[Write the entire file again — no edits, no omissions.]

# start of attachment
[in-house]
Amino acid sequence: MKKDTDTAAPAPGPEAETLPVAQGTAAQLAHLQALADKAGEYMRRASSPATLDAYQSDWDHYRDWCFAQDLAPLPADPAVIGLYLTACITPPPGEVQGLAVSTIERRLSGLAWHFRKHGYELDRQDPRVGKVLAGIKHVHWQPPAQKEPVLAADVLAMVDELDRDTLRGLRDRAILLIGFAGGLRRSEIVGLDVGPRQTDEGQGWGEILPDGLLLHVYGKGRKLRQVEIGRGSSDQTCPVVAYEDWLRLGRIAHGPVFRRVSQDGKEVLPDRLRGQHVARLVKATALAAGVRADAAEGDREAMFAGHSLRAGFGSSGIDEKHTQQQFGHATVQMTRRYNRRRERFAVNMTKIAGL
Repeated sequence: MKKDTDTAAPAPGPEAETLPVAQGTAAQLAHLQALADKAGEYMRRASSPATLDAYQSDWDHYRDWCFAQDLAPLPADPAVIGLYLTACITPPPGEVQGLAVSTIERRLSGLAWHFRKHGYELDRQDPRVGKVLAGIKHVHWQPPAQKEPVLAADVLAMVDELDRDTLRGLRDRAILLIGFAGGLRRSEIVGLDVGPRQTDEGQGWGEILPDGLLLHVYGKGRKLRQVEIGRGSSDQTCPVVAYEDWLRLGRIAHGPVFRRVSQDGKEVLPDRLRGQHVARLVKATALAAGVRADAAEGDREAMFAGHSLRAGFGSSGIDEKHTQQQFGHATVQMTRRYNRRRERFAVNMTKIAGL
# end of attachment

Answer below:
[in-house]
Amino acid sequence: MKKDTDTAAPAPGPEAETLPVAQGTAAQLAHLQALADKAGEYMRRASSPATLDAYQSDWDHYRDWCFAQDLAPLPADPAVIGLYLTACITPPPGEVQGLAVSTIERRLSGLAWHFRKHGYELDRQDPRVGKVLAGIKHVHWQPPAQKEPVLAADVLAMVDELDRDTLRGLRDRAILLIGFAGGLRRSEIVGLDVGPRQTDEGQGWGEILPDGLLLHVYGKGRKLRQVEIGRGSSDQTCPVVAYEDWLRLGRIAHGPVFRRVSQDGKEVLPDRLRGQHVARLVKATALAAGVRADAAEGDREAMFAGHSLRAGFGSSGIDEKHTQQQFGHATVQMTRRYNRRRERFAVNMTKIAGL
Repeated sequence: MKKDTDTAAPAPGPEAETLPVAQGTAAQLAHLQALADKAGEYMRRASSPATLDAYQSDWDHYRDWCFAQDLAPLPADPAVIGLYLTACITPPPGEVQGLAVSTIERRLSGLAWHFRKHGYELDRQDPRVGKVLAGIKHVHWQPPAQKEPVLAADVLAMVDELDRDTLRGLRDRAILLIGFAGGLRRSEIVGLDVGPRQTDEGQGWGEILPDGLLLHVYGKGRKLRQVEIGRGSSDQTCPVVAYEDWLRLGRIAHGPVFRRVSQDGKEVLPDRLRGQHVARLVKATALAAGVRADAAEGDREAMFAGHSLRAGFGSSGIDEKHTQQQFGHATVQMTRRYNRRRERFAVNMTKIAGL